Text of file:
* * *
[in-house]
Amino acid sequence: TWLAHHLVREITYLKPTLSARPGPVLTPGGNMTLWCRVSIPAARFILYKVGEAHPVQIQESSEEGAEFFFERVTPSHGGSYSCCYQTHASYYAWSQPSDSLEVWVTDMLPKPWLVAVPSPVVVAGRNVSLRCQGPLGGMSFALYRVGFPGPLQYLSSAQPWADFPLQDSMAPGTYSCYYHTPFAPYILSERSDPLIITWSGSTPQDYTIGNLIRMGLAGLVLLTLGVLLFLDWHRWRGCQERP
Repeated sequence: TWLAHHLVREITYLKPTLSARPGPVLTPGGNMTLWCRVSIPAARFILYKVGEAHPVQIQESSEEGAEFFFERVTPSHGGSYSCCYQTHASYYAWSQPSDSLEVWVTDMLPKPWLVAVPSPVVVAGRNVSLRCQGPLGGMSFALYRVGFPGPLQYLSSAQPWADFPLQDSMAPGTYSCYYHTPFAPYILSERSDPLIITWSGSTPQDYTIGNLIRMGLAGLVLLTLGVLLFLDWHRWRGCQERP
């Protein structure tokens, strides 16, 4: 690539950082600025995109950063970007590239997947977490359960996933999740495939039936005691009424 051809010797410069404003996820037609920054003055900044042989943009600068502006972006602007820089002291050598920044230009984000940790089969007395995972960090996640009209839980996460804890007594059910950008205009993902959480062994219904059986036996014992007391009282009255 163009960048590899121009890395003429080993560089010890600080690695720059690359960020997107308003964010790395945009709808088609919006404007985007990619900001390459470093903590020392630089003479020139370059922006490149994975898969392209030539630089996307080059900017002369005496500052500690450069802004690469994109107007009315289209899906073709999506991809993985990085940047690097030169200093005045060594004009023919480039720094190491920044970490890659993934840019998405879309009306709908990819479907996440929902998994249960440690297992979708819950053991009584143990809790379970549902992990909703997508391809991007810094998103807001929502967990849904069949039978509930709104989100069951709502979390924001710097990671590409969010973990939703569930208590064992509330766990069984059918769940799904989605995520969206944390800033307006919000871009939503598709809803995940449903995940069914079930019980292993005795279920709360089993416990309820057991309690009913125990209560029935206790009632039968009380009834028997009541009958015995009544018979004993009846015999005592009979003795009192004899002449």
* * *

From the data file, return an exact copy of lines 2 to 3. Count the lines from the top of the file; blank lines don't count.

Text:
Amino acid sequence: TWLAHHLVREITYLKPTLSARPGPVLTPGGNMTLWCRVSIPAARFILYKVGEAHPVQIQESSEEGAEFFFERVTPSHGGSYSCCYQTHASYYAWSQPSDSLEVWVTDMLPKPWLVAVPSPVVVAGRNVSLRCQGPLGGMSFALYRVGFPGPLQYLSSAQPWADFPLQDSMAPGTYSCYYHTPFAPYILSERSDPLIITWSGSTPQDYTIGNLIRMGLAGLVLLTLGVLLFLDWHRWRGCQERP
Repeated sequence: TWLAHHLVREITYLKPTLSARPGPVLTPGGNMTLWCRVSIPAARFILYKVGEAHPVQIQESSEEGAEFFFERVTPSHGGSYSCCYQTHASYYAWSQPSDSLEVWVTDMLPKPWLVAVPSPVVVAGRNVSLRCQGPLGGMSFALYRVGFPGPLQYLSSAQPWADFPLQDSMAPGTYSCYYHTPFAPYILSERSDPLIITWSGSTPQDYTIGNLIRMGLAGLVLLTLGVLLFLDWHRWRGCQERP